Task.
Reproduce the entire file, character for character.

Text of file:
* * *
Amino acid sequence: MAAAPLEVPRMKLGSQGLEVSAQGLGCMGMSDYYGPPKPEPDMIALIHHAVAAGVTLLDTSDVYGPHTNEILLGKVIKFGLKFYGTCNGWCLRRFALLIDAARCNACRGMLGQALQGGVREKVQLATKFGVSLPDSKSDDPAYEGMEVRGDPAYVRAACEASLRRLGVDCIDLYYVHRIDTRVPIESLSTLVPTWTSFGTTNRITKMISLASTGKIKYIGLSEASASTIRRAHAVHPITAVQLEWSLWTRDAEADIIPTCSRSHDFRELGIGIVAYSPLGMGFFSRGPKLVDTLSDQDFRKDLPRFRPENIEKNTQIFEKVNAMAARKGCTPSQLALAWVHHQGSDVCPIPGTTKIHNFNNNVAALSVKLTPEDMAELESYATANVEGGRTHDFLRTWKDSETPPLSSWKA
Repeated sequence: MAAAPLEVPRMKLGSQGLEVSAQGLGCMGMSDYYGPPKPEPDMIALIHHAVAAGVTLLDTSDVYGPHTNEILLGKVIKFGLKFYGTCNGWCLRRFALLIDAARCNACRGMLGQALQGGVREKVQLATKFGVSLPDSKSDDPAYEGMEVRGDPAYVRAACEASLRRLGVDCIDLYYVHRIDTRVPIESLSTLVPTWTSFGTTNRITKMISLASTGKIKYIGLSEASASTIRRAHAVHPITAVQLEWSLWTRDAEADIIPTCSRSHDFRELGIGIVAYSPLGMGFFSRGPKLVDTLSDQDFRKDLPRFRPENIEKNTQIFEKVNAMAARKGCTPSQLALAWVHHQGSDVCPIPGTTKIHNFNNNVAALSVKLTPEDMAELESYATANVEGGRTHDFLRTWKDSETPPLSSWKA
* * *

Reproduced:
Amino acid sequence: MAAAPLEVPRMKLGSQGLEVSAQGLGCMGMSDYYGPPKPEPDMIALIHHAVAAGVTLLDTSDVYGPHTNEILLGKVIKFGLKFYGTCNGWCLRRFALLIDAARCNACRGMLGQALQGGVREKVQLATKFGVSLPDSKSDDPAYEGMEVRGDPAYVRAACEASLRRLGVDCIDLYYVHRIDTRVPIESLSTLVPTWTSFGTTNRITKMISLASTGKIKYIGLSEASASTIRRAHAVHPITAVQLEWSLWTRDAEADIIPTCSRSHDFRELGIGIVAYSPLGMGFFSRGPKLVDTLSDQDFRKDLPRFRPENIEKNTQIFEKVNAMAARKGCTPSQLALAWVHHQGSDVCPIPGTTKIHNFNNNVAALSVKLTPEDMAELESYATANVEGGRTHDFLRTWKDSETPPLSSWKA
Repeated sequence: MAAAPLEVPRMKLGSQGLEVSAQGLGCMGMSDYYGPPKPEPDMIALIHHAVAAGVTLLDTSDVYGPHTNEILLGKVIKFGLKFYGTCNGWCLRRFALLIDAARCNACRGMLGQALQGGVREKVQLATKFGVSLPDSKSDDPAYEGMEVRGDPAYVRAACEASLRRLGVDCIDLYYVHRIDTRVPIESLSTLVPTWTSFGTTNRITKMISLASTGKIKYIGLSEASASTIRRAHAVHPITAVQLEWSLWTRDAEADIIPTCSRSHDFRELGIGIVAYSPLGMGFFSRGPKLVDTLSDQDFRKDLPRFRPENIEKNTQIFEKVNAMAARKGCTPSQLALAWVHHQGSDVCPIPGTTKIHNFNNNVAALSVKLTPEDMAELESYATANVEGGRTHDFLRTWKDSETPPLSSWKA